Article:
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    Not in the case where she was about to be raped, which resulted in an accidental death. There was no need for that type of action to simply interogate a prisoner. But to threaten to draw down on his Commander over the abortion issue, yes, I definitely think he was wrong. Adama made it clear he was acting on the President's instructions. Had Helo actually pulled the gun on Adama, I think he should've been disciplined in some way; maybe not throwing him in the brig forever, but something (court-marshalled, reduced in rank, etc.) Certainly not the death sentence, but not just the stern look he got from Adama. That really taught him a lesson, didn't it?

    No, I agree she is sentient; however, she is a prisoner of the state, and if Roslyn believes her child being born represents a threat to the humans, I feel she was well within her right to order the abortion. Helo was trying to prevent them carrying out Presidential orders, so that's a big deal. Not enough to kill him over, but still insubordination of sorts. It's not the chain of command's problem that he has a personal relationship with the prisoner.

    BTW, my job involves dealing with progressive discipline for conduct issues among employees, so obviously I have strong feelings about this stuff, especially where insubordination to a supervisor is involved.

    Cheryl
     
  16. hefe

    hefe Rebus Philbin

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    Just a note for tonight's episode. (I thought it was too early to start that thread.)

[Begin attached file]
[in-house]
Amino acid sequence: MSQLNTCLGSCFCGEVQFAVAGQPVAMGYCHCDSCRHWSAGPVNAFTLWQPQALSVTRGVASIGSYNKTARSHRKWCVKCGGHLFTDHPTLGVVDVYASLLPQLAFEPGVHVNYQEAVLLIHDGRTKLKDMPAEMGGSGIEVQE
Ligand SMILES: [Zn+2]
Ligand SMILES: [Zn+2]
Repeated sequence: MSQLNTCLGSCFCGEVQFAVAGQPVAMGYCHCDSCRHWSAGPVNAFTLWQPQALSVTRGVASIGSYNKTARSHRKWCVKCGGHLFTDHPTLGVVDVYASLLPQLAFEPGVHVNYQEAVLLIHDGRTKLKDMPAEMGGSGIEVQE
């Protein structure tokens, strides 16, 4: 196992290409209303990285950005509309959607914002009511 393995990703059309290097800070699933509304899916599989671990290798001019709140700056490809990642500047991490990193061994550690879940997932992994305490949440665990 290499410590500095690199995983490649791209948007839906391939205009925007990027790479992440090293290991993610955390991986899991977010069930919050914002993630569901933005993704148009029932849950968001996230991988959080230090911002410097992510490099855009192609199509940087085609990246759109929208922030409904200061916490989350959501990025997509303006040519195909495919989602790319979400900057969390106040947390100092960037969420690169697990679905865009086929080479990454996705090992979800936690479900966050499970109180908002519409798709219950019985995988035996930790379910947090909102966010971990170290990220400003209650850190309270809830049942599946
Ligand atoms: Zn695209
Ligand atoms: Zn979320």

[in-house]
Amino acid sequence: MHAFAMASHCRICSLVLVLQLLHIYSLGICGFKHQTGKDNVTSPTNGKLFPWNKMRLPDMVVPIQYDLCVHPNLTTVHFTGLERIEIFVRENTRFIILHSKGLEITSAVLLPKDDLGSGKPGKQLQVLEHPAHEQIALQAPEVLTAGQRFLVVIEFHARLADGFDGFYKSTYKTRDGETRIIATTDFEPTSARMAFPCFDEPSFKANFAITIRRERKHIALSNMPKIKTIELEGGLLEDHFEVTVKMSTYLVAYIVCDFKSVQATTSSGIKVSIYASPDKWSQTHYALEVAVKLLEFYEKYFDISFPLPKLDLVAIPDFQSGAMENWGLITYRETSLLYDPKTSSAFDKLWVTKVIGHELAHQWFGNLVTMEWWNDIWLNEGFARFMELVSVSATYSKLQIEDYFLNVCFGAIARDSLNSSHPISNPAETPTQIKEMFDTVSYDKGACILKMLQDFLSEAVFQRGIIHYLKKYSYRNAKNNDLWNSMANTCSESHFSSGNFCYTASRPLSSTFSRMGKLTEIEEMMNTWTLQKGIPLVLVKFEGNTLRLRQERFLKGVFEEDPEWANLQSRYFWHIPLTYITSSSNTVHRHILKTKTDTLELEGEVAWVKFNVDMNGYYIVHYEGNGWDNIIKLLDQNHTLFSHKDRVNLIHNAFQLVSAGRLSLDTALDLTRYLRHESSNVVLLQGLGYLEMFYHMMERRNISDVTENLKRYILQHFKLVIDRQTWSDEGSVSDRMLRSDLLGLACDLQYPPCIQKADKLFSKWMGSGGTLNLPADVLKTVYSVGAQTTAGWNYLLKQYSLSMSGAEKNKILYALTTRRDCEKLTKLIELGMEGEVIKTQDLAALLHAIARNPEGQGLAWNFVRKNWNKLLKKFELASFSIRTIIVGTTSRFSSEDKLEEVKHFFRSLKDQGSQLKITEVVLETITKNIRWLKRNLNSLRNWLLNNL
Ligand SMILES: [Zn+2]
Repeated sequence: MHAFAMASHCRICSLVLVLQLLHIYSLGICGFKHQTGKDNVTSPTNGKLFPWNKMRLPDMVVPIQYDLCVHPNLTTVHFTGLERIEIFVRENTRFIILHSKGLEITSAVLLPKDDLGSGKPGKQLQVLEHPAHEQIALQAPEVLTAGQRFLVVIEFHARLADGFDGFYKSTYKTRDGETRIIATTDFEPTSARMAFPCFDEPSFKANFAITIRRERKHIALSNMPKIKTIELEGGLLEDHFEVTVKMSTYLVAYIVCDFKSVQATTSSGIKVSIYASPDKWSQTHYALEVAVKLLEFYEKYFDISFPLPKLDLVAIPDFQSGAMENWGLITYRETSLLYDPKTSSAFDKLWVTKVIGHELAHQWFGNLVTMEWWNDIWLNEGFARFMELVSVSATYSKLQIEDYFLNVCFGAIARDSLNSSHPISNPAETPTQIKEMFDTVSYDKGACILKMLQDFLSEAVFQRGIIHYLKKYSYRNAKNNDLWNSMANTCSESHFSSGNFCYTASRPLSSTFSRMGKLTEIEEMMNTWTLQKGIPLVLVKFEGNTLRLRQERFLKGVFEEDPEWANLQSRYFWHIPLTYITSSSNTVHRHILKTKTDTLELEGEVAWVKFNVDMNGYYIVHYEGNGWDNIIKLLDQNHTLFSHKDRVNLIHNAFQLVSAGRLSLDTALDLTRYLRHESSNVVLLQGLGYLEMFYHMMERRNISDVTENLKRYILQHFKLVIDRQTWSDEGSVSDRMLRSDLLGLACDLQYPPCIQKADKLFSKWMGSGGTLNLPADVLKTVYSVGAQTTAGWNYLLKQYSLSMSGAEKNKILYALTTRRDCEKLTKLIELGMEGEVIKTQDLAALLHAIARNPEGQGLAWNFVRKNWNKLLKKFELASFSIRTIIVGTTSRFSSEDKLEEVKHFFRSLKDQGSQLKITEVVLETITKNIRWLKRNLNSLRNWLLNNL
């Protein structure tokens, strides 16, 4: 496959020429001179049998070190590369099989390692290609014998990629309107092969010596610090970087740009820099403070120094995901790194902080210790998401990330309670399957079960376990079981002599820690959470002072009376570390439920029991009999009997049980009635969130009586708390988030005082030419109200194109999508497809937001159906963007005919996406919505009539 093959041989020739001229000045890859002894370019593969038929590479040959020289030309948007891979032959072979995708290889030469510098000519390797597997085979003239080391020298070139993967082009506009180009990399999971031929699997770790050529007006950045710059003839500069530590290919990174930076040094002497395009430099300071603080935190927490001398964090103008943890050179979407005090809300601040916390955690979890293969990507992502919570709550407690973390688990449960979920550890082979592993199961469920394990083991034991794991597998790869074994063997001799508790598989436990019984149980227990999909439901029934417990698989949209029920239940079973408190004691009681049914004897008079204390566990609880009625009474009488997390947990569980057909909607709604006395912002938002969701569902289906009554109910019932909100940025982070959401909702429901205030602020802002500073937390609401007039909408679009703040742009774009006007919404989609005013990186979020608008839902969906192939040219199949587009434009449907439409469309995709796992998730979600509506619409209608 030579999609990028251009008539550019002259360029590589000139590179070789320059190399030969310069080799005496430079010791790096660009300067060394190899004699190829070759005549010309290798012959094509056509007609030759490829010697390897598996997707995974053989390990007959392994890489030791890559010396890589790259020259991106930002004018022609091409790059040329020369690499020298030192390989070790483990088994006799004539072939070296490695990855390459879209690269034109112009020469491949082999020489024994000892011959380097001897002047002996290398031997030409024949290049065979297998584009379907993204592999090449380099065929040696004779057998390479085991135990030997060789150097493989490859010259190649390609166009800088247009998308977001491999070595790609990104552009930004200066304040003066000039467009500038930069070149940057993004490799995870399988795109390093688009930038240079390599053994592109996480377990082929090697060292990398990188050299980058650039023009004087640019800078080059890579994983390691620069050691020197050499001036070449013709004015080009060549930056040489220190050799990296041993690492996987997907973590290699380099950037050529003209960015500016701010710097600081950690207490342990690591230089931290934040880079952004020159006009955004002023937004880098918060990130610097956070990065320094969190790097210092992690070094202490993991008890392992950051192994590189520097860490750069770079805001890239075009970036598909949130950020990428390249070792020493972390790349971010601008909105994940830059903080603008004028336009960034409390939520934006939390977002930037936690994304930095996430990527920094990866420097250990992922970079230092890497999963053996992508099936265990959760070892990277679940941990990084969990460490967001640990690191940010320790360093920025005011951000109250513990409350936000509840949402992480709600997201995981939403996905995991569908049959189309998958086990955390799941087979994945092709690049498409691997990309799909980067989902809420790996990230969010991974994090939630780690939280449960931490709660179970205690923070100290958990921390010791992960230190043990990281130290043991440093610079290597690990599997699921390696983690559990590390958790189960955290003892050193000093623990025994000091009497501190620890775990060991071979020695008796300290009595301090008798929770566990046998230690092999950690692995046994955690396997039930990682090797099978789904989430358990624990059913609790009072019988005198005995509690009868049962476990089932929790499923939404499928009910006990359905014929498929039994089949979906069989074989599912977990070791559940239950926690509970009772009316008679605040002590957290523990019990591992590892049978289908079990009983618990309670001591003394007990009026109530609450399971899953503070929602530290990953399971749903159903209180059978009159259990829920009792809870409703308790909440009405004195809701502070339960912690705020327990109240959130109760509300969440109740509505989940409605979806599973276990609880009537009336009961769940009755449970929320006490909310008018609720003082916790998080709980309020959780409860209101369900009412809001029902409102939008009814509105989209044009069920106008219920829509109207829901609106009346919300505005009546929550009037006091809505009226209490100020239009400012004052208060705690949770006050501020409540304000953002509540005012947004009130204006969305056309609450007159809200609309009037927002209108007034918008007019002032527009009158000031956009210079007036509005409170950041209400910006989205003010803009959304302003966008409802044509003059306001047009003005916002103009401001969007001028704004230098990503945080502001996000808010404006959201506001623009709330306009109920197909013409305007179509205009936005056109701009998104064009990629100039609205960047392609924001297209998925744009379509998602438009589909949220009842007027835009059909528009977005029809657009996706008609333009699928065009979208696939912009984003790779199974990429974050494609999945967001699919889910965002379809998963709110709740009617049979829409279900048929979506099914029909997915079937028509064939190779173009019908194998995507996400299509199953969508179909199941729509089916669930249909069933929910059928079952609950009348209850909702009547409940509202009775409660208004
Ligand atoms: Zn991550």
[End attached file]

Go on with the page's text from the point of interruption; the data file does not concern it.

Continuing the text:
The podcast is already out, and I listened to the first few minutes.

    I found it interesting...Moore's opinion of the show... (opinion of the episode, NO plot spoilers, so it's safe to read. Just being cautious)
    He does not like the episode. He doesn't think it works, doesn't meet the standards of the show, and he makes sure to point out that it is his own fault.
     
  17. emandbri

    emandbri TV junkie!

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    I'm sure I'll still love it!
     
  18. ccooperev

    ccooperev TIVOSMITTEN

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    As a matter of military discipline, Helo was certainly skirting with trouble. But here's the rub. I'll explain my thinking in the next section below...

    I preface these remarks by saying I am not nor have I ever been a soldier. The closest I've been is being a military brat. -- The son of a decorated military officer. Having grown up in a military family and being familiar with military culture, I feel I can speak a bit towards the subject of chain of command, military discipline etc.